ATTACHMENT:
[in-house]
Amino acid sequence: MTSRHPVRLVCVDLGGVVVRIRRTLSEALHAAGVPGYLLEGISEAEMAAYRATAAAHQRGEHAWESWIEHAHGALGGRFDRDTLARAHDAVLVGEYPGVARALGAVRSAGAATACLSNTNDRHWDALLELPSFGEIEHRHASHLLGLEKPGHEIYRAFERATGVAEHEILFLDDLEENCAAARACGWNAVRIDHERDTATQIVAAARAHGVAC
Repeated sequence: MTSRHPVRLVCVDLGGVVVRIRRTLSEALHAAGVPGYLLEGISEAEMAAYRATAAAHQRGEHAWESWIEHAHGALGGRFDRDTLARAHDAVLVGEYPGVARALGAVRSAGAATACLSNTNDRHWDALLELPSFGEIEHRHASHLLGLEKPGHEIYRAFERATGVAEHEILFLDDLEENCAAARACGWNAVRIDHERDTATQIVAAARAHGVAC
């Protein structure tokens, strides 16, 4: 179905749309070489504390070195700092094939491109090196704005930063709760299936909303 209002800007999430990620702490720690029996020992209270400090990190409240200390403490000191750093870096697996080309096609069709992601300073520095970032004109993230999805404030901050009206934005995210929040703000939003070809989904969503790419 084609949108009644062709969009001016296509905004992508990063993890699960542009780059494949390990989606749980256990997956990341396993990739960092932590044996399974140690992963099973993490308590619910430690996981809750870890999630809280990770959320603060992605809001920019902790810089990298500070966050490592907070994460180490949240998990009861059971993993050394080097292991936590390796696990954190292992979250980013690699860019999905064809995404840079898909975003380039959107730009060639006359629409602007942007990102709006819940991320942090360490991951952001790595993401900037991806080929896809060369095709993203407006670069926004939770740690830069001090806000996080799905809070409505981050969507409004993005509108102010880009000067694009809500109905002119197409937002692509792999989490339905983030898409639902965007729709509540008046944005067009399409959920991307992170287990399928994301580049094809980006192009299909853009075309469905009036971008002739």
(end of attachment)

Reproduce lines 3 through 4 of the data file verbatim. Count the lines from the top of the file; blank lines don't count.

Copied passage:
Repeated sequence: MTSRHPVRLVCVDLGGVVVRIRRTLSEALHAAGVPGYLLEGISEAEMAAYRATAAAHQRGEHAWESWIEHAHGALGGRFDRDTLARAHDAVLVGEYPGVARALGAVRSAGAATACLSNTNDRHWDALLELPSFGEIEHRHASHLLGLEKPGHEIYRAFERATGVAEHEILFLDDLEENCAAARACGWNAVRIDHERDTATQIVAAARAHGVAC
């Protein structure tokens, strides 16, 4: 179905749309070489504390070195700092094939491109090196704005930063709760299936909303 209002800007999430990620702490720690029996020992209270400090990190409240200390403490000191750093870096697996080309096609069709992601300073520095970032004109993230999805404030901050009206934005995210929040703000939003070809989904969503790419 084609949108009644062709969009001016296509905004992508990063993890699960542009780059494949390990989606749980256990997956990341396993990739960092932590044996399974140690992963099973993490308590619910430690996981809750870890999630809280990770959320603060992605809001920019902790810089990298500070966050490592907070994460180490949240998990009861059971993993050394080097292991936590390796696990954190292992979250980013690699860019999905064809995404840079898909975003380039959107730009060639006359629409602007942007990102709006819940991320942090360490991951952001790595993401900037991806080929896809060369095709993203407006670069926004939770740690830069001090806000996080799905809070409505981050969507409004993005509108102010880009000067694009809500109905002119197409937002692509792999989490339905983030898409639902965007729709509540008046944005067009399409959920991307992170287990399928994301580049094809980006192009299909853009075309469905009036971008002739």